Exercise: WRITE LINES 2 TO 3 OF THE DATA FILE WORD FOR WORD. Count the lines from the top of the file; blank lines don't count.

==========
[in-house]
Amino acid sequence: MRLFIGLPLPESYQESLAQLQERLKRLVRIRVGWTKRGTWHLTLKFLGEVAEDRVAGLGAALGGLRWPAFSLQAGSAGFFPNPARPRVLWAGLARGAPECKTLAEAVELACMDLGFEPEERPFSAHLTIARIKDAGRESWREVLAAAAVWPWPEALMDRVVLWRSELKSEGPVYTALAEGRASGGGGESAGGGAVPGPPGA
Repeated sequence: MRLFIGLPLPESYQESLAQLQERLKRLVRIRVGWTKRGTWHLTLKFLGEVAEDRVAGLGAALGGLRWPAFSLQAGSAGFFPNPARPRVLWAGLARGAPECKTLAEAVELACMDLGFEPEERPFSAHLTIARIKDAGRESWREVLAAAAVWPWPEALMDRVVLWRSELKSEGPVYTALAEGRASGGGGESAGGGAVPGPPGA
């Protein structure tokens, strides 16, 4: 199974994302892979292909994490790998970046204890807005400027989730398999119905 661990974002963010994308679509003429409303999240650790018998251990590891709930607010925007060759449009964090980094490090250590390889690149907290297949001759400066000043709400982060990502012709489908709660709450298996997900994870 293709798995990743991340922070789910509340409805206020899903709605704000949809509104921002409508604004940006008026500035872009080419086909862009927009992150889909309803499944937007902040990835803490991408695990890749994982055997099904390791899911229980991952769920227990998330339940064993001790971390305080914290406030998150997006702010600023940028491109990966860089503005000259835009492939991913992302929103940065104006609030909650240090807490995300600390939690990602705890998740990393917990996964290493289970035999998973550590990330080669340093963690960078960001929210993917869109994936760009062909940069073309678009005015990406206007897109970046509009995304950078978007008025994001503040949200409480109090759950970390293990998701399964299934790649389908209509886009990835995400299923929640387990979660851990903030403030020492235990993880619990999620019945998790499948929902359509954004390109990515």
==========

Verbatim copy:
Amino acid sequence: MRLFIGLPLPESYQESLAQLQERLKRLVRIRVGWTKRGTWHLTLKFLGEVAEDRVAGLGAALGGLRWPAFSLQAGSAGFFPNPARPRVLWAGLARGAPECKTLAEAVELACMDLGFEPEERPFSAHLTIARIKDAGRESWREVLAAAAVWPWPEALMDRVVLWRSELKSEGPVYTALAEGRASGGGGESAGGGAVPGPPGA
Repeated sequence: MRLFIGLPLPESYQESLAQLQERLKRLVRIRVGWTKRGTWHLTLKFLGEVAEDRVAGLGAALGGLRWPAFSLQAGSAGFFPNPARPRVLWAGLARGAPECKTLAEAVELACMDLGFEPEERPFSAHLTIARIKDAGRESWREVLAAAAVWPWPEALMDRVVLWRSELKSEGPVYTALAEGRASGGGGESAGGGAVPGPPGA